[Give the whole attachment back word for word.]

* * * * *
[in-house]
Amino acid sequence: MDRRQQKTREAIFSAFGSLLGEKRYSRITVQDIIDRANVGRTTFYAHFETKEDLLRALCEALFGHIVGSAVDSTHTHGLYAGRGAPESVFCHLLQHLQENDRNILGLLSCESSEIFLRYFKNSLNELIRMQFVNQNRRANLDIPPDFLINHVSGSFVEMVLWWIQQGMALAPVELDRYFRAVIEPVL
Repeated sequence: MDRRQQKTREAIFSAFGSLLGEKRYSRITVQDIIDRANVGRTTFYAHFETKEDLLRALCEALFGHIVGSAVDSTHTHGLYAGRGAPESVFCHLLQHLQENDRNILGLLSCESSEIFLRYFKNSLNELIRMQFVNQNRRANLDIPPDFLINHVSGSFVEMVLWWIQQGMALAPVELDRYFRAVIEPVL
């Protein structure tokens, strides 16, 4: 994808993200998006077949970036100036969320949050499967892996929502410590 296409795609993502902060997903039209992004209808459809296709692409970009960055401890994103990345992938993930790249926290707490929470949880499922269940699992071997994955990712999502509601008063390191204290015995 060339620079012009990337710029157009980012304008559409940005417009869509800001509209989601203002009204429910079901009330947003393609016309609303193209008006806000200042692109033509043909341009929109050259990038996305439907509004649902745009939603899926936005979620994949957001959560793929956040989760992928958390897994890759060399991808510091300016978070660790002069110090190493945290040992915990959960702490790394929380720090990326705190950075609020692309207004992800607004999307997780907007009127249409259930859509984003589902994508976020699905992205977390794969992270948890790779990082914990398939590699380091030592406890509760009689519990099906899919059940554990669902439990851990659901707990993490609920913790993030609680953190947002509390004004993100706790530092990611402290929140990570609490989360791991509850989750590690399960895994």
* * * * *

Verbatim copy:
[in-house]
Amino acid sequence: MDRRQQKTREAIFSAFGSLLGEKRYSRITVQDIIDRANVGRTTFYAHFETKEDLLRALCEALFGHIVGSAVDSTHTHGLYAGRGAPESVFCHLLQHLQENDRNILGLLSCESSEIFLRYFKNSLNELIRMQFVNQNRRANLDIPPDFLINHVSGSFVEMVLWWIQQGMALAPVELDRYFRAVIEPVL
Repeated sequence: MDRRQQKTREAIFSAFGSLLGEKRYSRITVQDIIDRANVGRTTFYAHFETKEDLLRALCEALFGHIVGSAVDSTHTHGLYAGRGAPESVFCHLLQHLQENDRNILGLLSCESSEIFLRYFKNSLNELIRMQFVNQNRRANLDIPPDFLINHVSGSFVEMVLWWIQQGMALAPVELDRYFRAVIEPVL
């Protein structure tokens, strides 16, 4: 994808993200998006077949970036100036969320949050499967892996929502410590 296409795609993502902060997903039209992004209808459809296709692409970009960055401890994103990345992938993930790249926290707490929470949880499922269940699992071997994955990712999502509601008063390191204290015995 060339620079012009990337710029157009980012304008559409940005417009869509800001509209989601203002009204429910079901009330947003393609016309609303193209008006806000200042692109033509043909341009929109050259990038996305439907509004649902745009939603899926936005979620994949957001959560793929956040989760992928958390897994890759060399991808510091300016978070660790002069110090190493945290040992915990959960702490790394929380720090990326705190950075609020692309207004992800607004999307997780907007009127249409259930859509984003589902994508976020699905992205977390794969992270948890790779990082914990398939590699380091030592406890509760009689519990099906899919059940554990669902439990851990659901707990993490609920913790993030609680953190947002509390004004993100706790530092990611402290929140990570609490989360791991509850989750590690399960895994």